Saturday, October 31, 2009

Tipping

How much to tip, and when? I've been asked these questions a few times recently which prompted this post.

In general tipping in Israel and the West Bank (Palestine) follows the same pattern as other countries. However there are a few significant differences between Israeli and Palestinian culture regarding tipping.

If someone provides a service at an airport, border terminal, restaurant, hotel, or tour, then a tip is appropriate. This would include a baggage handler, maid, waiter or waitress, tour bus driver, or tour guide.

When you book a tour it is usually through an agency which is making a profit. Drivers and guides are paid a wage, and transportation costs are expensive in Israel and the West Bank. Both drivers and guides depend of tips as part of their remuneration. Adjustments can be made for excellent or poor service.

However when you book a private guide directly, you are hiring an independent professional who is able to retain a larger portion of the fee you paid. Therefor a tip in this situation should be directly proportional to your satisfaction, using chart below as a guideline.

Here's a rough guide for tipping amounts:
$4 - baggage handler
$4 per day - Hotel maid
5% of the bill - Hotel room service (some hotels add a gratuity to the bill, so check it first)
10% - restaurant waiter or waitress
15-20% - Taxis that use the meter

Small Private Tours with a driver/guide (usually less than 6 people)
10% of the cost of the tour - Driver/guide

Larger tours with a driver and a guide (usually more than 6 people)
$5 per day per person - Driver
$10 per day per person - Tour Guide

In the West Bank, tipping in restaurants is not common, except in the larger tourist facilities. Smaller cafes and restaurants are usually family run and locals do not tip.

Israelis and Palestinians usually do not tip a taxi driver. However tips from tourists are always welcome. Taxi drivers should also be tipped ONLY if they use the meter. Many Israeli taxi drivers will negotiate a fee and turn off the meter. A tip is not then needed. However if they use the meter, then tip 15-20%. Meter fares are kept low by government regulations and a driver needs to work at least 10 hours per day to make a minimum living. They deserve a good tip. However if the fare is negotiated in advance then be assured that you are paying at least 20% beyond the meter fare. If you are unsure about the appropriate fee for a trip, then try and convince the driver to use the meter by guaranteeing him or her a 20% tip.

Shared taxis are common in Israel and the West Bank for a fixed fee. No tips are necessary.

As you go around your travels people may offer ad hoc services. For instance at some tourist sites there you may be offered a short ride or to sit on a camel for a photograph. A $5 tip is appropriate.

Tips should not be offered to anyone who offers personal hospitality. People are very friendly, especially in the West bank, and may invite you to their home for coffee or provide other hospitality out of their generosity. Tips should not be offered in these circumstances since it may cause offense. If in doubt ask - IN ADVANCE - if payment is expected. Now this is where it gets tricky. There's an Arab habit at times, of refusing payment, with the expectation that you will insist. This is where you need to use your judgment and cultural sensitivity to decide whether to tip or not.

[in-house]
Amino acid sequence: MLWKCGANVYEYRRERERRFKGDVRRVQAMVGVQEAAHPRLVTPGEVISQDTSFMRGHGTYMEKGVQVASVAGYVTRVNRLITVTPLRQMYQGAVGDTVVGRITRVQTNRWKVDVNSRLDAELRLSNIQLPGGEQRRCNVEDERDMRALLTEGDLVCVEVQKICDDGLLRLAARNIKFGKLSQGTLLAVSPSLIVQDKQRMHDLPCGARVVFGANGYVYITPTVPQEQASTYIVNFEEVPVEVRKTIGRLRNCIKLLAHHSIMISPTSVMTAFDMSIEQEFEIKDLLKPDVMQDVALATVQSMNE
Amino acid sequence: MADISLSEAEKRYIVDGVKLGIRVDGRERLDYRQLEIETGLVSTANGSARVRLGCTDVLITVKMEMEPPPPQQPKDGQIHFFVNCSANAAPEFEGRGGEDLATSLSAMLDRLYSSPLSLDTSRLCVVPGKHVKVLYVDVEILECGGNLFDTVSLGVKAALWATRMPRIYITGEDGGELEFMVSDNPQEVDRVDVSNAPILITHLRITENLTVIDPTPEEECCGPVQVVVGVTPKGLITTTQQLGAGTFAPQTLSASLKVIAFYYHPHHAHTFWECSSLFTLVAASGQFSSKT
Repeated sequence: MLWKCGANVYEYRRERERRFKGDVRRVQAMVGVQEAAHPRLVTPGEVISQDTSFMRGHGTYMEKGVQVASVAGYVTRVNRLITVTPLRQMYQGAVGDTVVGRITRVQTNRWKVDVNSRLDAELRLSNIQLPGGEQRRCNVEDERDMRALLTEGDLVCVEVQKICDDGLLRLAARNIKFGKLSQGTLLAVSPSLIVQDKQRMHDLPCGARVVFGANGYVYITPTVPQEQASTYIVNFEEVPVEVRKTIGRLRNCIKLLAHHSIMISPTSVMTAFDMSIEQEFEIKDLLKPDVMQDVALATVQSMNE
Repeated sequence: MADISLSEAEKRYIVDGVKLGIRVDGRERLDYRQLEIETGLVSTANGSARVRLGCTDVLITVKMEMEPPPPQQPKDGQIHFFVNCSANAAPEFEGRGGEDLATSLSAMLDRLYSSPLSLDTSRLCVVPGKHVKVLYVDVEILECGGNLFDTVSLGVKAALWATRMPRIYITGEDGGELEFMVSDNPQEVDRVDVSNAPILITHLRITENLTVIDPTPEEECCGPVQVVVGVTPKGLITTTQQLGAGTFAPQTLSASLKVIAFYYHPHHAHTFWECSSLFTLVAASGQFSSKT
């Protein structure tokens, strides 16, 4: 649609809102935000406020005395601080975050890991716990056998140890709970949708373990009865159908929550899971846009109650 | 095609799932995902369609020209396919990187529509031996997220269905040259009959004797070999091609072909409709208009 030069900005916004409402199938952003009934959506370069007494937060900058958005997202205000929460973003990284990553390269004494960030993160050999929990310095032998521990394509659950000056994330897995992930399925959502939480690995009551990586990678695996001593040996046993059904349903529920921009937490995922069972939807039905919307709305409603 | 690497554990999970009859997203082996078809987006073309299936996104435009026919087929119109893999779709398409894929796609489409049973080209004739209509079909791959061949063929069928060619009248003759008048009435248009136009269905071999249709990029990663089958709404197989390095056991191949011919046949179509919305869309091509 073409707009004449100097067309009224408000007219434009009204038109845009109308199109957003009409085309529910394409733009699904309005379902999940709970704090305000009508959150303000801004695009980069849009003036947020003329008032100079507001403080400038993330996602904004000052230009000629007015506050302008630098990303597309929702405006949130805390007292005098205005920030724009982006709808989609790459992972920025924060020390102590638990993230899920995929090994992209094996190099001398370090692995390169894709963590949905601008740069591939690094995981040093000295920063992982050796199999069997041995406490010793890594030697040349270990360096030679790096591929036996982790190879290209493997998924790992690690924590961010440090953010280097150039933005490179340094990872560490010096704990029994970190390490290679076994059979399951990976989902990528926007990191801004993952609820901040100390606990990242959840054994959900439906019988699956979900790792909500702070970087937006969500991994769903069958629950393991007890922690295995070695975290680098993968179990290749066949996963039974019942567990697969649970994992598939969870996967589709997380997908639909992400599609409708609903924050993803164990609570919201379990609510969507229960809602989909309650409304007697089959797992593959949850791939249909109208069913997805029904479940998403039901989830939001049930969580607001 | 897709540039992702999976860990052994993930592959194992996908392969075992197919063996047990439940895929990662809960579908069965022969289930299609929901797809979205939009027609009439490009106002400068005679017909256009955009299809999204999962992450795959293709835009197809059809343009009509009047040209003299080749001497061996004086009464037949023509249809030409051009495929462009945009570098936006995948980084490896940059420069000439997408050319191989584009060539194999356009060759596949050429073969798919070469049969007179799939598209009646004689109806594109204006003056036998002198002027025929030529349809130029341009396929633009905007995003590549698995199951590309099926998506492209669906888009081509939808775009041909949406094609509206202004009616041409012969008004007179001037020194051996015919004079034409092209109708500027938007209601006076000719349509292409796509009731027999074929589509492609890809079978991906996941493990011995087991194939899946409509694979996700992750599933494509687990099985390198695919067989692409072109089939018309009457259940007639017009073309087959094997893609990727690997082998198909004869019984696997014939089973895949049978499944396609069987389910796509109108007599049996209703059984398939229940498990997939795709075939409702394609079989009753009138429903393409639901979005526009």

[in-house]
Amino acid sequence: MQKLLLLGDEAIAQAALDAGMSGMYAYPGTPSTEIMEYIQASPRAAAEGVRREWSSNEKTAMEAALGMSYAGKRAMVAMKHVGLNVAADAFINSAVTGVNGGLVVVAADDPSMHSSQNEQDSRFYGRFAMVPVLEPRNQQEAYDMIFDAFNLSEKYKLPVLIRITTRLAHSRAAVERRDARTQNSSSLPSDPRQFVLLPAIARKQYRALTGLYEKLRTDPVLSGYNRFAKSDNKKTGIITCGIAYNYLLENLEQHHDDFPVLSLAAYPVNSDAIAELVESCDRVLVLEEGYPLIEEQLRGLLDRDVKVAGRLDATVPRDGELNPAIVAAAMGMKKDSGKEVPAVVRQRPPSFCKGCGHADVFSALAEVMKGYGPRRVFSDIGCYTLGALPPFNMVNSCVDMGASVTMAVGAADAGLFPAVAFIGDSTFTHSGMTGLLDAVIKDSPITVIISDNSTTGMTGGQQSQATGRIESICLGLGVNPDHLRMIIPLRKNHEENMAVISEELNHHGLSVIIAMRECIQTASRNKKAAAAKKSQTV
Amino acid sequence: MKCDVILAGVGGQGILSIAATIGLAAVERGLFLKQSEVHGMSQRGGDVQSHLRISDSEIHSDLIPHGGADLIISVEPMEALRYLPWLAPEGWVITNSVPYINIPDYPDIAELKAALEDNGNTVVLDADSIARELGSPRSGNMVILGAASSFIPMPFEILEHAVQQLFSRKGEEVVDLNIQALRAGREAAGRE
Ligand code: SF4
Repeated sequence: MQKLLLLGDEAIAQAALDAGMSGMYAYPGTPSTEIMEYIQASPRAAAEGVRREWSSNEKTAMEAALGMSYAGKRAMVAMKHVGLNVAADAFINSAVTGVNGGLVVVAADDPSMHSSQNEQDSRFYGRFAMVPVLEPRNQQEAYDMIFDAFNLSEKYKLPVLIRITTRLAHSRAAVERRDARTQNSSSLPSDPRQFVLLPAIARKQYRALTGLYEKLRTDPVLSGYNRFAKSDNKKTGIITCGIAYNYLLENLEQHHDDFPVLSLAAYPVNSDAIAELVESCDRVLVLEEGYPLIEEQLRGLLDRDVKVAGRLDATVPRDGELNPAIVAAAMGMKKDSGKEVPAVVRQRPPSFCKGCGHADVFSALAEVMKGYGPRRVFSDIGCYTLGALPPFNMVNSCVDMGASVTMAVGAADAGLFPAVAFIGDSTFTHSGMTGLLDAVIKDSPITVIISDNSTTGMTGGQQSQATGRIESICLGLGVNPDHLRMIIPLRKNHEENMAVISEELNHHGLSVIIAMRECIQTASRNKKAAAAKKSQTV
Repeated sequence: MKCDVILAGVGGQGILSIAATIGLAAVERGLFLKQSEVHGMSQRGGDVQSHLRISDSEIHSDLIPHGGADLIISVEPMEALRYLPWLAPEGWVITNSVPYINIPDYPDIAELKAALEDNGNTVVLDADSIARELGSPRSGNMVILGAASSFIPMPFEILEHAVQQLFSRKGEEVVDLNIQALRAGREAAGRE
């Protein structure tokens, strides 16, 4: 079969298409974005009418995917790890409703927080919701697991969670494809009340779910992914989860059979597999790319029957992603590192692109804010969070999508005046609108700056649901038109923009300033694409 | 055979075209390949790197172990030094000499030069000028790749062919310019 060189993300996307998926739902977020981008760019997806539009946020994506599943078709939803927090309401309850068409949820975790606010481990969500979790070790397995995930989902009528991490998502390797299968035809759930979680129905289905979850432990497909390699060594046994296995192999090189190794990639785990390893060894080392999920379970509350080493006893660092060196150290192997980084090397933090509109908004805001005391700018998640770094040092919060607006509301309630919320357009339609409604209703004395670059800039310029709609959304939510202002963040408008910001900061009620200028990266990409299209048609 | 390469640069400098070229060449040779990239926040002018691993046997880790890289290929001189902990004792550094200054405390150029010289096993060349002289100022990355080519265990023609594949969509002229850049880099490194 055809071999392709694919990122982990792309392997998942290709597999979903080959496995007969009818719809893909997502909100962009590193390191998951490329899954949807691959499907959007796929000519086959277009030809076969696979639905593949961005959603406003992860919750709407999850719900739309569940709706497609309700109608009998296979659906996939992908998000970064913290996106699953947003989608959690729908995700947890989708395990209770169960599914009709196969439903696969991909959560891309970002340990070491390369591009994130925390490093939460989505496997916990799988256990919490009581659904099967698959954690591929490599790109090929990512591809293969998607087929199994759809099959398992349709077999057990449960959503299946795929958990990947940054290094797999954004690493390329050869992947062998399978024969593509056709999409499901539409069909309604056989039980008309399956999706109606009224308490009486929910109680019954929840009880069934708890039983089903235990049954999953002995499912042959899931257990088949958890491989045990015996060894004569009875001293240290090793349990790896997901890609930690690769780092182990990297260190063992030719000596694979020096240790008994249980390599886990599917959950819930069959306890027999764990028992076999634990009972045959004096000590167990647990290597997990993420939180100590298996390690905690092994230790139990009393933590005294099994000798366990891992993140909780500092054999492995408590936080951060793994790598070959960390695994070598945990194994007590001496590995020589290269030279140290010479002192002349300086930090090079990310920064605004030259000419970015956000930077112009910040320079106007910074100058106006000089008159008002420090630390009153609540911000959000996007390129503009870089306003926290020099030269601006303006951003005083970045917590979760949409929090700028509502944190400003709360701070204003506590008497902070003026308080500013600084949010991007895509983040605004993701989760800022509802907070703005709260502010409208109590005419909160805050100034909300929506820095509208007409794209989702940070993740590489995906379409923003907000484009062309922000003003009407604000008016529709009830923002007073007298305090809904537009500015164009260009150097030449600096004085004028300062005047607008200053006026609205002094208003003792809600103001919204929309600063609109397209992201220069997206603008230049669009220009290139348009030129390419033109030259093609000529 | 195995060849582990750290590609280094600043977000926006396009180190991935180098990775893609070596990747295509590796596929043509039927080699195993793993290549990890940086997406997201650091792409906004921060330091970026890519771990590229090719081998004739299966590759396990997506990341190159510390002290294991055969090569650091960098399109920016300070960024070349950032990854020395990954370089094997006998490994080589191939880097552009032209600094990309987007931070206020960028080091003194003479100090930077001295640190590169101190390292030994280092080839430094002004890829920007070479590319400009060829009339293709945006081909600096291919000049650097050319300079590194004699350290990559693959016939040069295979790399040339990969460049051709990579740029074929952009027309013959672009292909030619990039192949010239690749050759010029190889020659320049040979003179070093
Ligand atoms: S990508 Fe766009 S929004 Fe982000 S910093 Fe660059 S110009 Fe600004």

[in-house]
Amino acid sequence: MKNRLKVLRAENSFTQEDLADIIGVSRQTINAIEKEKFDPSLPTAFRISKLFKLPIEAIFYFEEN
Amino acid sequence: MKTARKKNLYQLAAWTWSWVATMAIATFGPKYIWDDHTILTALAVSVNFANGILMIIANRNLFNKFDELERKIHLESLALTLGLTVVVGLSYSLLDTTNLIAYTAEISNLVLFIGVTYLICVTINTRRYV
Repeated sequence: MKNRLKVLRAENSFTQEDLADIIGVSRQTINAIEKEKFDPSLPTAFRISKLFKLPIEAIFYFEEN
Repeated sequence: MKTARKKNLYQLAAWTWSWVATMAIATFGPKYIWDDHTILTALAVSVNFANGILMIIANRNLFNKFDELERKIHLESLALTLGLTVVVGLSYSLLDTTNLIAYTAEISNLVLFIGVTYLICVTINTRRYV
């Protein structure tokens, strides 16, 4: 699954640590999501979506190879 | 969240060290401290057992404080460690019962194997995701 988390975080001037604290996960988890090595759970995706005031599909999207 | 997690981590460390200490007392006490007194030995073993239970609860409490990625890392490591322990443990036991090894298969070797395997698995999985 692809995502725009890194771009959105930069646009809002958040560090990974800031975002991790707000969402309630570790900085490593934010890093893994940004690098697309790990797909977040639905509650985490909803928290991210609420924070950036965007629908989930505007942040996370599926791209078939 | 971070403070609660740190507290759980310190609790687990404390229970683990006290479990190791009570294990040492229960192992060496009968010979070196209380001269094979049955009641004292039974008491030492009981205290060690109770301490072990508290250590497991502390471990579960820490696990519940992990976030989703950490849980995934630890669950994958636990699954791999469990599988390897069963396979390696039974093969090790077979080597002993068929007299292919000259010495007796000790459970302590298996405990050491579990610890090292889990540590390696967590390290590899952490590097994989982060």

Do not give money to street children or adult beggars. In traveling the West Bank, and in parts of Israel, you will see shocking deprivation. However if you are moved to help in some way, find a local non-profit charitable organization and make a donation. Contact our office for advice on this.

If you take advantage of the home hosting accommodations offered by Green Olive Tours, then bringing a gift for the family is appropriate, but not tipping.

Comments

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9 comments:

  1. taxi fares are low in israel? first time i heard that.

    ReplyDelete
  2. Leon - 'Low' is a relative term. Petrol and Diesel costs are high, and the cost of living is high in Israel, and similar to many European countries. So the cost of a taxi ride needs o be considered on this basis.

    ReplyDelete
  3. Does the sign "$" stated in the essay really refer to US dollar?

    ReplyDelete
    Replies
    1. Yes the "$" sign refers to United States Dollars.

      Delete
  4. I agree with most of the tipping guidelines, but I think $4 for a maid or baggage handler is excessive. Depending on the hotel, a more appropriate amount would be $2 day.

    ReplyDelete
    Replies
    1. $2, (about 7 shekels at today's rates) is not enough, and would be considered stingy.

      Delete
  5. Is it common to use US dollar, not shekel, for tips in Israel and West Bank?

    ReplyDelete
    Replies
    1. Best to use local currency - the shekel.

      Delete

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